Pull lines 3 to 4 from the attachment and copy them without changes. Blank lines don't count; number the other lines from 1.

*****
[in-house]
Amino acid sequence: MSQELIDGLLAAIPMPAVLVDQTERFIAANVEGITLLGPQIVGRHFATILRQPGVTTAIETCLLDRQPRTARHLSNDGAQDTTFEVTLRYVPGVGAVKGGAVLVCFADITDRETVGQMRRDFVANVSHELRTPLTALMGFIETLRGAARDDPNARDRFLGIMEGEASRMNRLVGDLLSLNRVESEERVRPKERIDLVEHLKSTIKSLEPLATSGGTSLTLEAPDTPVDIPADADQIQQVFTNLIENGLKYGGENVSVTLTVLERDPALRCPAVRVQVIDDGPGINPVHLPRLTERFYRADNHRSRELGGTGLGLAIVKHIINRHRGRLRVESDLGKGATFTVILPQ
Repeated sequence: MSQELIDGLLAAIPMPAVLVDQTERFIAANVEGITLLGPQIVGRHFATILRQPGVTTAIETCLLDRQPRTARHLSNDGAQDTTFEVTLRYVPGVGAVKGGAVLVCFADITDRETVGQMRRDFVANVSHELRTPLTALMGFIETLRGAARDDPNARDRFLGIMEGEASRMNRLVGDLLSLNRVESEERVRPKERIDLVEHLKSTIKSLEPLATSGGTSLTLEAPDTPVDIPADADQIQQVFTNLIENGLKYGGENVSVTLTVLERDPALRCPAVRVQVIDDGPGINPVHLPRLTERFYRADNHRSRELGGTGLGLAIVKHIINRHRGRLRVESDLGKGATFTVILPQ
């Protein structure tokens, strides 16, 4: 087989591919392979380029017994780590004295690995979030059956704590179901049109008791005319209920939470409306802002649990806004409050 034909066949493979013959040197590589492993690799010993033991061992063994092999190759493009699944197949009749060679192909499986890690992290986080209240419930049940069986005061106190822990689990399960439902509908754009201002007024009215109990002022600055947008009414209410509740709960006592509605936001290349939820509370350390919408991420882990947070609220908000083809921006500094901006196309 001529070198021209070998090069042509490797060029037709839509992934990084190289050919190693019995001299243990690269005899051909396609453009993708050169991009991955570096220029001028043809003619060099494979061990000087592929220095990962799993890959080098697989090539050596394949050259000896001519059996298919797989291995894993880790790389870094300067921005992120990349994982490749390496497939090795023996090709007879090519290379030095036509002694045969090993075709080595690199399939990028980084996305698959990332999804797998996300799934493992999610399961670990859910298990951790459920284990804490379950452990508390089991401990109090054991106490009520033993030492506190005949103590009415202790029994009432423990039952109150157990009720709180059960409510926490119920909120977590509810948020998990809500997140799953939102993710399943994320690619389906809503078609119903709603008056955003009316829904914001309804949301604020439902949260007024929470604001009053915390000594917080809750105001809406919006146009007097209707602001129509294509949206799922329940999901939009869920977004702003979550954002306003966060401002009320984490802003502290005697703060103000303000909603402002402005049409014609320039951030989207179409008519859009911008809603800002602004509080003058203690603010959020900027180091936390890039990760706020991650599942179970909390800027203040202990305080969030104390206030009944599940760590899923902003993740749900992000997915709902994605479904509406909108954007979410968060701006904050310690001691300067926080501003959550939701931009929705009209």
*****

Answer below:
Repeated sequence: MSQELIDGLLAAIPMPAVLVDQTERFIAANVEGITLLGPQIVGRHFATILRQPGVTTAIETCLLDRQPRTARHLSNDGAQDTTFEVTLRYVPGVGAVKGGAVLVCFADITDRETVGQMRRDFVANVSHELRTPLTALMGFIETLRGAARDDPNARDRFLGIMEGEASRMNRLVGDLLSLNRVESEERVRPKERIDLVEHLKSTIKSLEPLATSGGTSLTLEAPDTPVDIPADADQIQQVFTNLIENGLKYGGENVSVTLTVLERDPALRCPAVRVQVIDDGPGINPVHLPRLTERFYRADNHRSRELGGTGLGLAIVKHIINRHRGRLRVESDLGKGATFTVILPQ
């Protein structure tokens, strides 16, 4: 087989591919392979380029017994780590004295690995979030059956704590179901049109008791005319209920939470409306802002649990806004409050 034909066949493979013959040197590589492993690799010993033991061992063994092999190759493009699944197949009749060679192909499986890690992290986080209240419930049940069986005061106190822990689990399960439902509908754009201002007024009215109990002022600055947008009414209410509740709960006592509605936001290349939820509370350390919408991420882990947070609220908000083809921006500094901006196309 001529070198021209070998090069042509490797060029037709839509992934990084190289050919190693019995001299243990690269005899051909396609453009993708050169991009991955570096220029001028043809003619060099494979061990000087592929220095990962799993890959080098697989090539050596394949050259000896001519059996298919797989291995894993880790790389870094300067921005992120990349994982490749390496497939090795023996090709007879090519290379030095036509002694045969090993075709080595690199399939990028980084996305698959990332999804797998996300799934493992999610399961670990859910298990951790459920284990804490379950452990508390089991401990109090054991106490009520033993030492506190005949103590009415202790029994009432423990039952109150157990009720709180059960409510926490119920909120977590509810948020998990809500997140799953939102993710399943994320690619389906809503078609119903709603008056955003009316829904914001309804949301604020439902949260007024929470604001009053915390000594917080809750105001809406919006146009007097209707602001129509294509949206799922329940999901939009869920977004702003979550954002306003966060401002009320984490802003502290005697703060103000303000909603402002402005049409014609320039951030989207179409008519859009911008809603800002602004509080003058203690603010959020900027180091936390890039990760706020991650599942179970909390800027203040202990305080969030104390206030009944599940760590899923902003993740749900992000997915709902994605479904509406909108954007979410968060701006904050310690001691300067926080501003959550939701931009929705009209």